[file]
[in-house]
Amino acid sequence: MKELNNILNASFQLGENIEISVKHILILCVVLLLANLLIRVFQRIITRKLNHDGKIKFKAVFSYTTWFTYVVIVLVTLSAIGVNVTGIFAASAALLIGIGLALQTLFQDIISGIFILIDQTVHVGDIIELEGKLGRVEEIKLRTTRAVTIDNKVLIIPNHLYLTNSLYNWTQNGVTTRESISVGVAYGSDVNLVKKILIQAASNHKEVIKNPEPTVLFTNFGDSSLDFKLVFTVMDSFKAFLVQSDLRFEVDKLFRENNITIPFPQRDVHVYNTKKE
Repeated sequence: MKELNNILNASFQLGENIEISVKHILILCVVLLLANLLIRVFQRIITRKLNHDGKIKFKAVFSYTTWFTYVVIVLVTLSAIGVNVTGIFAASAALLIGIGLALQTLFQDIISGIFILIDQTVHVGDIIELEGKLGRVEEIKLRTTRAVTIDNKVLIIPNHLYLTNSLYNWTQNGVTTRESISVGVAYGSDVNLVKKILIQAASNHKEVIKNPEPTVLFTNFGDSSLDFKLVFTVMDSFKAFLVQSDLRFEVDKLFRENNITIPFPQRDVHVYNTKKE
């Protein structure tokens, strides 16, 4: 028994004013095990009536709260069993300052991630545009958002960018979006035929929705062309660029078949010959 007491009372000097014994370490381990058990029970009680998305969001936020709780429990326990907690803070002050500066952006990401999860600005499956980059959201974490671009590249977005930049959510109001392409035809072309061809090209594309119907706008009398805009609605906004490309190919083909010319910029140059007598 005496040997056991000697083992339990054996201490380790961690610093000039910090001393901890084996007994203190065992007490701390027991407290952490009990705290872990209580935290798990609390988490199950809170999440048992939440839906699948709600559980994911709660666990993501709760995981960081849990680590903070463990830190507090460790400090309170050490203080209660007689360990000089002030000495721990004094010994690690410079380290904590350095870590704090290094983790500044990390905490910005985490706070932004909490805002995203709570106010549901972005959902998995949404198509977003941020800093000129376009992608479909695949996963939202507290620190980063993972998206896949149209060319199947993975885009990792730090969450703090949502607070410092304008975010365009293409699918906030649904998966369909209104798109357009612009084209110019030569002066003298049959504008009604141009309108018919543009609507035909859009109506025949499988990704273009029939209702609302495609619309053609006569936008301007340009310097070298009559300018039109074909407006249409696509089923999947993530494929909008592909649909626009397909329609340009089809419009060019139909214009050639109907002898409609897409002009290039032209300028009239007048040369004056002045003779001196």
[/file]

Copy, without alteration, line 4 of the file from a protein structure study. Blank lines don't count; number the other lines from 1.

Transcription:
């Protein structure tokens, strides 16, 4: 028994004013095990009536709260069993300052991630545009958002960018979006035929929705062309660029078949010959 007491009372000097014994370490381990058990029970009680998305969001936020709780429990326990907690803070002050500066952006990401999860600005499956980059959201974490671009590249977005930049959510109001392409035809072309061809090209594309119907706008009398805009609605906004490309190919083909010319910029140059007598 005496040997056991000697083992339990054996201490380790961690610093000039910090001393901890084996007994203190065992007490701390027991407290952490009990705290872990209580935290798990609390988490199950809170999440048992939440839906699948709600559980994911709660666990993501709760995981960081849990680590903070463990830190507090460790400090309170050490203080209660007689360990000089002030000495721990004094010994690690410079380290904590350095870590704090290094983790500044990390905490910005985490706070932004909490805002995203709570106010549901972005959902998995949404198509977003941020800093000129376009992608479909695949996963939202507290620190980063993972998206896949149209060319199947993975885009990792730090969450703090949502607070410092304008975010365009293409699918906030649904998966369909209104798109357009612009084209110019030569002066003298049959504008009604141009309108018919543009609507035909859009109506025949499988990704273009029939209702609302495609619309053609006569936008301007340009310097070298009559300018039109074909407006249409696509089923999947993530494929909008592909649909626009397909329609340009089809419009060019139909214009050639109907002898409609897409002009290039032209300028009239007048040369004056002045003779001196």